From Christopher Baldwin1
ALS: American Philosophical Society
Clapham Common 18 Decr. 18 1778
I am sure my dear Sir you will be much surprised at receiving a letter with my name at the bottom; but when you cast your eye on the Place from whence its dated, I think it will bring to your mind a Place at which, and friends with whom, you have passed some pleasant hours. We often think & talk of em and long for their return. Mrs. Baldwin,2 from the pleasure she takes in being posessed of it, shews your bust in wax,3 the present of our friend Moore, to every body worthy of seeing it—she is not a little proud of that & your Liturgy,4 which is her constant Sundays entertainment.
A worthy friend who I am sure will safely convey this to you, is to have the perusal of it for a few days, as his reward.
Mrs Baldwin has frequently shewn your bust to our amiable neighbour Lady Rivers,5 who promised to call upon you in her way to the So. of France, and remember us to you.
At the time her Ladyship left, we little thought of an accident that has since happened—the loss of Dominica, where I have property to the amount of £12000. My Son,6 the only child we have, as you will remember, is now at Portsmouth, going out to Dominica to take care of our Estate there. He is a most worthy young man, beloved by all who Know him; and as a recommendation to the Marquis de Bouillé will certainly be of great service to him, so his fond, fond Mother repeatedly urges me to write to you, to beg you procure him such recommendation from some Gentn. of Rank among your friends in France—no body she insists upon it, can do this service to her Son, so effectually as you, and being quite of her opinion, We therefore now earnestly beg it of you, without a doubt of your kind complyance.
Mrs Baldwin has repeatedly offerd herself to her ministerial friends as an Ambassadress to you. I tell her that in company with our worthy friend Small,7 I think somthing may be done among you—mentioning him it leads me to tell you, that Dr. Saunders (Huck)8 who lives near us at Clapham, told me lately, that he had hopes of procuring him a comfortable appointment here. I was lately shewn an excellent little profile,9 but it did not please me so well as that with your wig—tho I knew it instantly, and its so excellently well done, that I wished much to be possessed of it,—but your friend withstood all my importunitys.
For this month past we have been drowned with rain; I hope the Weather is more comfortable with you. I have told my Son of your Cabin lamp with water and oil to read by at Sea.1 Mrs. Baldwin and Miss Watkins2 join with me in kind remembrance & good wishes to you, with the pleasing hope of again seeing you here. I am My dear Sir Your Sincere friend & humble Servant
Notation: Baldwin Clapham Common 18. Xbre. 1778.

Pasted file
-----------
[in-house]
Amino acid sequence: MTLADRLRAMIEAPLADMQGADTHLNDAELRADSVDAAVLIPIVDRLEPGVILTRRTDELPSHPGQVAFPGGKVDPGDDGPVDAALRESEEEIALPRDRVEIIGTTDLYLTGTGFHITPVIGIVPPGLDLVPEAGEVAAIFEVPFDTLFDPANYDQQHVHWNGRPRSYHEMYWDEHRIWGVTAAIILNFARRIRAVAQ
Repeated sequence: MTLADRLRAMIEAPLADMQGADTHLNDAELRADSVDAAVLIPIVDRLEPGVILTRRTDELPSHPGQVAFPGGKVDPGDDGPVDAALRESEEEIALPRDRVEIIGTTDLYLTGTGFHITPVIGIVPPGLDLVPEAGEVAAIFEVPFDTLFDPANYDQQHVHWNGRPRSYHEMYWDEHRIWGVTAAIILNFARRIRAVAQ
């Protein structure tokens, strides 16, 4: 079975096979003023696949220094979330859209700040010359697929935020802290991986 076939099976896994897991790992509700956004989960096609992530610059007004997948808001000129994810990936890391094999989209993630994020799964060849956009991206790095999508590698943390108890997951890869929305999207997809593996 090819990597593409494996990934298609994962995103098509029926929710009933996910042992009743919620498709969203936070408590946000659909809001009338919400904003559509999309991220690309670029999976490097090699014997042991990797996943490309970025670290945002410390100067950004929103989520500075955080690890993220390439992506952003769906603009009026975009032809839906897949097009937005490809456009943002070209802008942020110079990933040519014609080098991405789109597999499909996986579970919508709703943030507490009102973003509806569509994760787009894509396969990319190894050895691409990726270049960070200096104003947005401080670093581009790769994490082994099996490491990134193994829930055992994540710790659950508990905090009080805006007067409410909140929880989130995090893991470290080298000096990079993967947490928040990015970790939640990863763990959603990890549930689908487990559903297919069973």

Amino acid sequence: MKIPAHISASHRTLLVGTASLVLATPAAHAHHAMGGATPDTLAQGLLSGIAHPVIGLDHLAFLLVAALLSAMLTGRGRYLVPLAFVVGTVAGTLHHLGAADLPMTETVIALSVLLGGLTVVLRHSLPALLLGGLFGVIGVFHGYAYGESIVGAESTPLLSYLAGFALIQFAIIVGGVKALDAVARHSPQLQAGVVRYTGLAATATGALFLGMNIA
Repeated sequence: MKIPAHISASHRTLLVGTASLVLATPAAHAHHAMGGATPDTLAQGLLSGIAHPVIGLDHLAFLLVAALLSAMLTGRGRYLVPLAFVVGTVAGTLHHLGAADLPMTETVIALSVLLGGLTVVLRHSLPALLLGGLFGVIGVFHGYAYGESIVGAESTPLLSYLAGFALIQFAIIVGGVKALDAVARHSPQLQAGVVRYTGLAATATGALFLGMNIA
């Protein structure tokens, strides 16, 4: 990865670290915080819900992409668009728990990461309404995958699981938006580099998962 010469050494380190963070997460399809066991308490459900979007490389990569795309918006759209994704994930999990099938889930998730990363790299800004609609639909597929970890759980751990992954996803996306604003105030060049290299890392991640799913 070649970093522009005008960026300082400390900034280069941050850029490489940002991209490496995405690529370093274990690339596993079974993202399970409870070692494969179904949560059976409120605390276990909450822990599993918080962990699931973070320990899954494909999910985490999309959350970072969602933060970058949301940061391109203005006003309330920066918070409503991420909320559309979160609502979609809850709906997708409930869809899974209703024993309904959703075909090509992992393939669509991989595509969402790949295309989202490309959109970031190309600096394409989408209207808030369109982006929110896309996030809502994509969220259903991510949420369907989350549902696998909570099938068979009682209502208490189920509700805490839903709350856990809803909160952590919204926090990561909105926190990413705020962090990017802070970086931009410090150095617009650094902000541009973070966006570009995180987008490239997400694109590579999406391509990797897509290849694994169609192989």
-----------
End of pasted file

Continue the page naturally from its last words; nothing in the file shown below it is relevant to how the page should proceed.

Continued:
1. For the friend who had assisted BF with his experiment in soothing the waves of Mount Pond, Clapham Common, by pouring oil on the waters, see XX, 466n.
2. The former Jane Watkins, daughter of Samuel and Margaret Gamble Watkins of Antigua. See Vere L. Oliver, The History of the Island of Antigua . . . (3 vols., London, 1894–99), III, 206.
3. Possibly a copy of the wax medallion made in 1766, now ascribed to Isaac Gosset (1713–99). We know BF gave one to Mrs. Stevenson and another to his wife, and he may well have given additional ones to other friends. See XIII, 523n, and Charles C. Sellers, Benjamin Franklin in Portraiture (New Haven and London, 1962), pp. 293–5.
4. “Your liturgy” is somewhat misleading, for it was Lord Le Despencer, not BF, who made most of the revisions and parings for the Abridgement of the Book of Common Prayer (London, 1773); XX, 343–5.
5. Née Penelope Atkins, she (c. 1725–95) was the wife of George Pitt, the first Baron Rivers. DNB. She spent much of her life abroad and is frequently mentioned in Lewis, Walpole Correspondence.
6. All we know of him is that he predeceased his father: Oliver, History of the Island, III, 352.
7. Alexander Small (1710–94) was a Scots army surgeon and fellow member of the Society of Arts: IX, 110n.
8. Dr. Richard Huck, or Huck-Saunders as he called himself after his marriage in 1777, associated with BF’s London circle of medical friends in the 1760’s. See XV, 172n.
9. One of the Sèvres medallions made in 1778 of unglazed porcelain and described more fully by Baldwin in his letter of March 5, 1779 (APS), and in Sellers, Franklin in Portraiture, pp. 365–7. Franklin apparently kept a supply of them on hand to give as souvenirs to friends and callers.
1. Upon his return to Philadelphia in 1762 BF had described the lamp whose glass base held a layer of oil over the water contained in it: X, 158–60.
2. Mrs. Baldwin’s younger sister, Mary Watkins: Oliver, History of the Island, III, 203.